When planning a vacation, travelers read, research, and process lots of information before making a final decision on a destination. Gay, lesbian, bisexual, and transgender travelers have to consider an additional layer: acceptance. In a world where it’s still illegal in many countries to be gay, LGBTQI persons consider safety factors at a whole different level than their straight counterparts.
With that in mind, we’ve rounded up the best LGBTQI destinations for travelers to consider, and what sets them apart.
Best LGBTQI-Friendly Destinations
Factors for inclusion on this list include consideration for places that have an active gay community, destination marketing organizations that work to appeal to LGBTQI travelers, and, finally, countries that have passed marriage equality laws. While someone might not be traveling for a destination wedding, having a law on the books that recognizes a foundational human right of marriage is a telling sign that gay travelers are more likely to find acceptance.
Sydney is home to one of the one of the world’s best—if not the best—Pride events, the Sydney Gay and Lesbian Mardi Gras, held annually in February. Even better, Australia finally passed marriage equality legislation in recent years (November 15, 2017), defeating a well-orchestrated and decades-long campaign to deny LGBTQI citizens their rights. Well done, Australia. Well done.
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West Hollywood, Los Angeles, California
Southern California’s gay culture has an HQ in queer-friendly West Hollywood, a neighborhood known for posh boutiques, high-energy clubs, and its world famous gay bar and restaurant, The Abbey. LA Pride is anchored here, and WeHo makes a great spot for travelers to brunch while keeping one eye open for celebrity sightings.
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Dublin is the gay heart of Ireland. The Irish celebrated the recognition of marriage equality in late 2015, due to a concerted effort of LGBTQI folks and their allies, especially Rory O’Neill, who fiercely rallied supporters as her drag alter ego, Panti Bliss. True to Irish tradition, the stage holds a place of importance, so consider visiting during May when the annual International Dublin Gay Theatre Festival takes place.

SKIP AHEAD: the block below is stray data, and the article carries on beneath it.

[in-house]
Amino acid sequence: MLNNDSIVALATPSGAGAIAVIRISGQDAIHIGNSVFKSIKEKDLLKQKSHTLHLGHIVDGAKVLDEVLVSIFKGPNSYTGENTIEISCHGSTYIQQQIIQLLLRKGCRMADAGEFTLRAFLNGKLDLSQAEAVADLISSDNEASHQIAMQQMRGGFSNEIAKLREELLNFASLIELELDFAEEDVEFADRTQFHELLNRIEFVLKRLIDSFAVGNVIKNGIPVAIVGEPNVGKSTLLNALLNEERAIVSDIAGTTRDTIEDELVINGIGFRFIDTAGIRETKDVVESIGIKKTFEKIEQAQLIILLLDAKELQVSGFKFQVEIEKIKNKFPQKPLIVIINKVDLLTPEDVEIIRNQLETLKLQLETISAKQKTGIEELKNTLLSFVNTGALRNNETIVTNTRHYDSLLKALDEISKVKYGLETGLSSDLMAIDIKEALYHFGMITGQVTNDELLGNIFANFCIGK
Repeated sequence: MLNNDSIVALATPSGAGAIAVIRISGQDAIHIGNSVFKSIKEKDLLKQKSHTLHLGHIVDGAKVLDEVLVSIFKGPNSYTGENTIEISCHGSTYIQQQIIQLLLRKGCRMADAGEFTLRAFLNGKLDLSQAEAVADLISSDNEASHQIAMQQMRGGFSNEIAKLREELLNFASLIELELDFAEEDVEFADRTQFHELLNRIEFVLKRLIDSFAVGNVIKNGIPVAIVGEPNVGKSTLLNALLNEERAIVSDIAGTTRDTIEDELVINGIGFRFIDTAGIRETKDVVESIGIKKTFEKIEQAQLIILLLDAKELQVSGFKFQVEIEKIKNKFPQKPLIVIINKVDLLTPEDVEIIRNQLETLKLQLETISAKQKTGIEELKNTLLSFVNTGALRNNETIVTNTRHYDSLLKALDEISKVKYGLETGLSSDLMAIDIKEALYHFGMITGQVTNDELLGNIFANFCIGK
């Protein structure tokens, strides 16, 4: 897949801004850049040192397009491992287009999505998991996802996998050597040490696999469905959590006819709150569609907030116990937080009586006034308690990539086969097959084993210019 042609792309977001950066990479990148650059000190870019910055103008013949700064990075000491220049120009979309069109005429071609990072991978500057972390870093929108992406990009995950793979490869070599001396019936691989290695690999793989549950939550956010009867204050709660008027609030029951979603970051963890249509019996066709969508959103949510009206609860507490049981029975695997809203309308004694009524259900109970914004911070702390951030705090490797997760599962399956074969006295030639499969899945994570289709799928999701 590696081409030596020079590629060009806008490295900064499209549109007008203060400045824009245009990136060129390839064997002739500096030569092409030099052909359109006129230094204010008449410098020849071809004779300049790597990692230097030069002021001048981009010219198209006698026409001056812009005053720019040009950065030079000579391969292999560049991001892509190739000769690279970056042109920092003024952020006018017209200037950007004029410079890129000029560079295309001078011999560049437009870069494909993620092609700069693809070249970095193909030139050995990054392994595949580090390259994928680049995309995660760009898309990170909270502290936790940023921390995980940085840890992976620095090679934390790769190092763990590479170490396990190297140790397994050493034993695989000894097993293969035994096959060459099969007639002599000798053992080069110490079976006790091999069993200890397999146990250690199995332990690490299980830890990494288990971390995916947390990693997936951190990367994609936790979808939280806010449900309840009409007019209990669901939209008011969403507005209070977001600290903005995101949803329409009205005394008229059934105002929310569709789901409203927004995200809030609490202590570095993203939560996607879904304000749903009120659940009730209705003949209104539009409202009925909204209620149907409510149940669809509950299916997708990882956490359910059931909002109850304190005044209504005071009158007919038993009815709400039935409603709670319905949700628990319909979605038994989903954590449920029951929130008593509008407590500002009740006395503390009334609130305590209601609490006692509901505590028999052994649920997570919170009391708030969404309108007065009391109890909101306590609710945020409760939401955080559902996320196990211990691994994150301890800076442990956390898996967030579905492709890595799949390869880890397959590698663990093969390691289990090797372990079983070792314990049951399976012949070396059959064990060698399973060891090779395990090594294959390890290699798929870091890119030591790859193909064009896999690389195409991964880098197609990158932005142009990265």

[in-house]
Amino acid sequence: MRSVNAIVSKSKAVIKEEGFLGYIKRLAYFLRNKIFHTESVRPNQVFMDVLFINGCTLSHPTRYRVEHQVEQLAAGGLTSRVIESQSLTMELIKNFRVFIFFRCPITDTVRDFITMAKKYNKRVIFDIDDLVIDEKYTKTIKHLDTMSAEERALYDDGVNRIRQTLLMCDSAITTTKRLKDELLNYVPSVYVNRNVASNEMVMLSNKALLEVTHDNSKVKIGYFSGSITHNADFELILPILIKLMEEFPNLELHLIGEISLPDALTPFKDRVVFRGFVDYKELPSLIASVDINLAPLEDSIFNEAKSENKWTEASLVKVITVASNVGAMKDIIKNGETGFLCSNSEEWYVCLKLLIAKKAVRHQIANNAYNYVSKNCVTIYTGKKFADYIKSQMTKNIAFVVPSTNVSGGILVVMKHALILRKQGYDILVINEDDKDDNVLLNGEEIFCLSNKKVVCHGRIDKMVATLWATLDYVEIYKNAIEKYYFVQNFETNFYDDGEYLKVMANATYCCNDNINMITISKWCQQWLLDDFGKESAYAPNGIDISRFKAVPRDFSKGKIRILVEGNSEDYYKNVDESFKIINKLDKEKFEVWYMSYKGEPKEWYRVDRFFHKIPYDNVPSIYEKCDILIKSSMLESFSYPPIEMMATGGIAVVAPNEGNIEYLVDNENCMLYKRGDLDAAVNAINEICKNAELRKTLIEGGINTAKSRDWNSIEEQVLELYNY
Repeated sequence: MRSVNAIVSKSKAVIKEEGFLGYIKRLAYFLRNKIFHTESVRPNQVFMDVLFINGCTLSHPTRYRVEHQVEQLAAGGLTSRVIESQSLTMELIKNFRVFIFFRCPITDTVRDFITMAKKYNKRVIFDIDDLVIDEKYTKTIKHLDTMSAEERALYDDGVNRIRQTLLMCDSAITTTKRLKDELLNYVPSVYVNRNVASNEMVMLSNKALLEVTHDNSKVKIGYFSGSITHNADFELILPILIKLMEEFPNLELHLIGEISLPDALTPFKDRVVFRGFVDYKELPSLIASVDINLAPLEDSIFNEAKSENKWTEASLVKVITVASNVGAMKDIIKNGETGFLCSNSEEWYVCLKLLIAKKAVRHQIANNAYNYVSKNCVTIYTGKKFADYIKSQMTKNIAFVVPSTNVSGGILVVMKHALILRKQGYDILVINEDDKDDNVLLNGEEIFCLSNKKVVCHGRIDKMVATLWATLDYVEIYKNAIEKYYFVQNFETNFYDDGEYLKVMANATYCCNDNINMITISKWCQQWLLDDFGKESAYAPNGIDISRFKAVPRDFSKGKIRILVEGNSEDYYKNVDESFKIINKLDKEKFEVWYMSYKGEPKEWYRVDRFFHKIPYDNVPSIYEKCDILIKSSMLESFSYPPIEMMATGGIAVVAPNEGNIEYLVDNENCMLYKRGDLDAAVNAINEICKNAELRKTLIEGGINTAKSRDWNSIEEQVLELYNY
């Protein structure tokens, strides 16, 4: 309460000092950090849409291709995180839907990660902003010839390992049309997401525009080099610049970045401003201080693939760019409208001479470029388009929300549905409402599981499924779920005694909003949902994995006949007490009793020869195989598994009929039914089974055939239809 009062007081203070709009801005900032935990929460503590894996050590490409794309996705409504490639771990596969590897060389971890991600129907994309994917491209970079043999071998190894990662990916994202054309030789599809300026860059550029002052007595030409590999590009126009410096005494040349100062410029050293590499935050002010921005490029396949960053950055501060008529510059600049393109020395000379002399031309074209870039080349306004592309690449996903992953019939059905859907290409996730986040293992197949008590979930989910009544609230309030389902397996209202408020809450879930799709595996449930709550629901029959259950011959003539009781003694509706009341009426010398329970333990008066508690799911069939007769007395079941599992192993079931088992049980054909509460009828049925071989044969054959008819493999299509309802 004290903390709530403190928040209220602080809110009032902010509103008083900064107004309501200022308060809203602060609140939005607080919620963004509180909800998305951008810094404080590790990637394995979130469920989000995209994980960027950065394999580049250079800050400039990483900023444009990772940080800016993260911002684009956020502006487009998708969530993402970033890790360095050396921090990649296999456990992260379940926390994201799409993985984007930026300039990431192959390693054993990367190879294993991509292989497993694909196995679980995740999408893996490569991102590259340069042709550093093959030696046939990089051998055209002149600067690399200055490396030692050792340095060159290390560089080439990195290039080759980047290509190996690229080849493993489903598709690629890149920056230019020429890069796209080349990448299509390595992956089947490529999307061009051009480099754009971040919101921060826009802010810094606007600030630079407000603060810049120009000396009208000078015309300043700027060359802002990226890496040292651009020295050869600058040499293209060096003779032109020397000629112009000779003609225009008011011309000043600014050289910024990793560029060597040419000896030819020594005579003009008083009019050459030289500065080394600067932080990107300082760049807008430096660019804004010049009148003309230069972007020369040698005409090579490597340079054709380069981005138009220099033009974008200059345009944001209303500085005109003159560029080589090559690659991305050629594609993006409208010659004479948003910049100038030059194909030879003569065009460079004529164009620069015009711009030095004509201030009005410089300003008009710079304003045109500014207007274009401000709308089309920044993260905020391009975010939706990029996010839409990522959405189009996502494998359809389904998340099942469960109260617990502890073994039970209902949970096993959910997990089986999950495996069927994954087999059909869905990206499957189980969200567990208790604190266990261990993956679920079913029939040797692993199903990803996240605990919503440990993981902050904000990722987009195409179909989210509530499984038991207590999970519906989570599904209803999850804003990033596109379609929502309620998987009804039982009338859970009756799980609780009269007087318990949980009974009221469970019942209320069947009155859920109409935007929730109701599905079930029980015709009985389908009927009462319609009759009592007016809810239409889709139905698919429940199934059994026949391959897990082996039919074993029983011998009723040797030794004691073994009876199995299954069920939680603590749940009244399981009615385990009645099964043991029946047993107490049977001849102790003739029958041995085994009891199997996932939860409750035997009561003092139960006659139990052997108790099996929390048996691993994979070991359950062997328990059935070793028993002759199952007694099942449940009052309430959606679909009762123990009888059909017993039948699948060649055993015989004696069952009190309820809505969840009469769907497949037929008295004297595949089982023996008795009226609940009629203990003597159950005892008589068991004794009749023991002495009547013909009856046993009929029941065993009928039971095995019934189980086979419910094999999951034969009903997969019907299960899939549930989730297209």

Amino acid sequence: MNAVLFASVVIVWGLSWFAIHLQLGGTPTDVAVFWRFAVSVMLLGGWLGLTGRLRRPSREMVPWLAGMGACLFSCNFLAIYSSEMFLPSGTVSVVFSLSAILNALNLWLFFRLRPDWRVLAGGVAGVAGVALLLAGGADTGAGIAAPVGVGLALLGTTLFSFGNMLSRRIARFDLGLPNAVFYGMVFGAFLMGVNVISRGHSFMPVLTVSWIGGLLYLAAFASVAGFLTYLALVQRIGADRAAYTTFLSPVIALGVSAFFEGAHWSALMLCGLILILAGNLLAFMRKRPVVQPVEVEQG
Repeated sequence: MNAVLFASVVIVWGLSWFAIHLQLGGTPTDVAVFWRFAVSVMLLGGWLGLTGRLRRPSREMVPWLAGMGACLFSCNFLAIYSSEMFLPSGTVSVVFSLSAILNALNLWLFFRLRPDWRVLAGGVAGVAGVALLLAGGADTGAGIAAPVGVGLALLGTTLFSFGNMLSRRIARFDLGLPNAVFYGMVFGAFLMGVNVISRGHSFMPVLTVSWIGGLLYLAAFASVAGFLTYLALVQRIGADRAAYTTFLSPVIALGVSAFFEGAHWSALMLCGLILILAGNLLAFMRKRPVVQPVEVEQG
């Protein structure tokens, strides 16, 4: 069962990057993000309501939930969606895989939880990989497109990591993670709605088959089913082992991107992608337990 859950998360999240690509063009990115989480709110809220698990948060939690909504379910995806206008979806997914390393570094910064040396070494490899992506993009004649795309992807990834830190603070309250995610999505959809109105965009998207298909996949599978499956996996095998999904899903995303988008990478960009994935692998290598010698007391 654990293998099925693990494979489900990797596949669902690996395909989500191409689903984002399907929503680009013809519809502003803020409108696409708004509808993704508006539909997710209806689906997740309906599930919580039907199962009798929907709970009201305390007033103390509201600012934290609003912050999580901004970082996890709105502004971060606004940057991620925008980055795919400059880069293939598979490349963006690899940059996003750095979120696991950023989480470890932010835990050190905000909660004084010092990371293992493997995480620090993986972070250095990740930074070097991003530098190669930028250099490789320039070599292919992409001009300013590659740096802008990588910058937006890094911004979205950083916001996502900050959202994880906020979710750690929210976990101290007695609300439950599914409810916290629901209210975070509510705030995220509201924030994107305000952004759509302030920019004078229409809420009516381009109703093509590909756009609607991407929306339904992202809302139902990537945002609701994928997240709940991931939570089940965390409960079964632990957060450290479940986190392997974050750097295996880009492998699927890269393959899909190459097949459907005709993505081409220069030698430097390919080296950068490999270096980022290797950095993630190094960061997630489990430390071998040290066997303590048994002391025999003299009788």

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The Netherlands was the first country in the world to pass a marriage equality law, in 2000, and the Dutch have a long record of tolerance to the disenfranchised. More than half a million people turn out for one of Europe’s largest pride events, where the parade takes place on the Prinsengracht (one Amsterdam’s main canals) in late July and early August.
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Spain’s vibrant Catalonia region spearheaded the movement for greater LGBTQI rights as early as 1978, when homosexuality between consenting adults was made legal. Barcelona’s Gaixample (a neologism combining “gay” and “E’ixample”) neighborhood is the place to be. The city is also close (about 22 miles) to the oceanside town of Sitges, where gay travelers can enjoy a beachy Mediterranean getaway.